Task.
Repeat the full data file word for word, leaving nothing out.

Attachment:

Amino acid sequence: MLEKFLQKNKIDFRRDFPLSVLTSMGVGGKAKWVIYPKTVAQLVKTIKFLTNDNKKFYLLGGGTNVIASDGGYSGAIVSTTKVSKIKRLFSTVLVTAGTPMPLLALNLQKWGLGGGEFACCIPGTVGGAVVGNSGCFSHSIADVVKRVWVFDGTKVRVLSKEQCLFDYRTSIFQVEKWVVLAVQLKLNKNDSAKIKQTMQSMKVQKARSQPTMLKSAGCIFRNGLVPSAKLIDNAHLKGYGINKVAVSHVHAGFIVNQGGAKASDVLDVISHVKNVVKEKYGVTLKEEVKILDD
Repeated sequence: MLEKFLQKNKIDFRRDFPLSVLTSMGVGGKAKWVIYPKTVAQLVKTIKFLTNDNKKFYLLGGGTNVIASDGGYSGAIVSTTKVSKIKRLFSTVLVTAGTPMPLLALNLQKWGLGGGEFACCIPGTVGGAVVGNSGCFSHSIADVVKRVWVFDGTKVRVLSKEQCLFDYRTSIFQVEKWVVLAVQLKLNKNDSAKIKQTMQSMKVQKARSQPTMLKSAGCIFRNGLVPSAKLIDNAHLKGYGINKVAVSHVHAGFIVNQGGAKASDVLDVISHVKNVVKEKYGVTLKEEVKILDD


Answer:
Amino acid sequence: MLEKFLQKNKIDFRRDFPLSVLTSMGVGGKAKWVIYPKTVAQLVKTIKFLTNDNKKFYLLGGGTNVIASDGGYSGAIVSTTKVSKIKRLFSTVLVTAGTPMPLLALNLQKWGLGGGEFACCIPGTVGGAVVGNSGCFSHSIADVVKRVWVFDGTKVRVLSKEQCLFDYRTSIFQVEKWVVLAVQLKLNKNDSAKIKQTMQSMKVQKARSQPTMLKSAGCIFRNGLVPSAKLIDNAHLKGYGINKVAVSHVHAGFIVNQGGAKASDVLDVISHVKNVVKEKYGVTLKEEVKILDD
Repeated sequence: MLEKFLQKNKIDFRRDFPLSVLTSMGVGGKAKWVIYPKTVAQLVKTIKFLTNDNKKFYLLGGGTNVIASDGGYSGAIVSTTKVSKIKRLFSTVLVTAGTPMPLLALNLQKWGLGGGEFACCIPGTVGGAVVGNSGCFSHSIADVVKRVWVFDGTKVRVLSKEQCLFDYRTSIFQVEKWVVLAVQLKLNKNDSAKIKQTMQSMKVQKARSQPTMLKSAGCIFRNGLVPSAKLIDNAHLKGYGINKVAVSHVHAGFIVNQGGAKASDVLDVISHVKNVVKEKYGVTLKEEVKILDD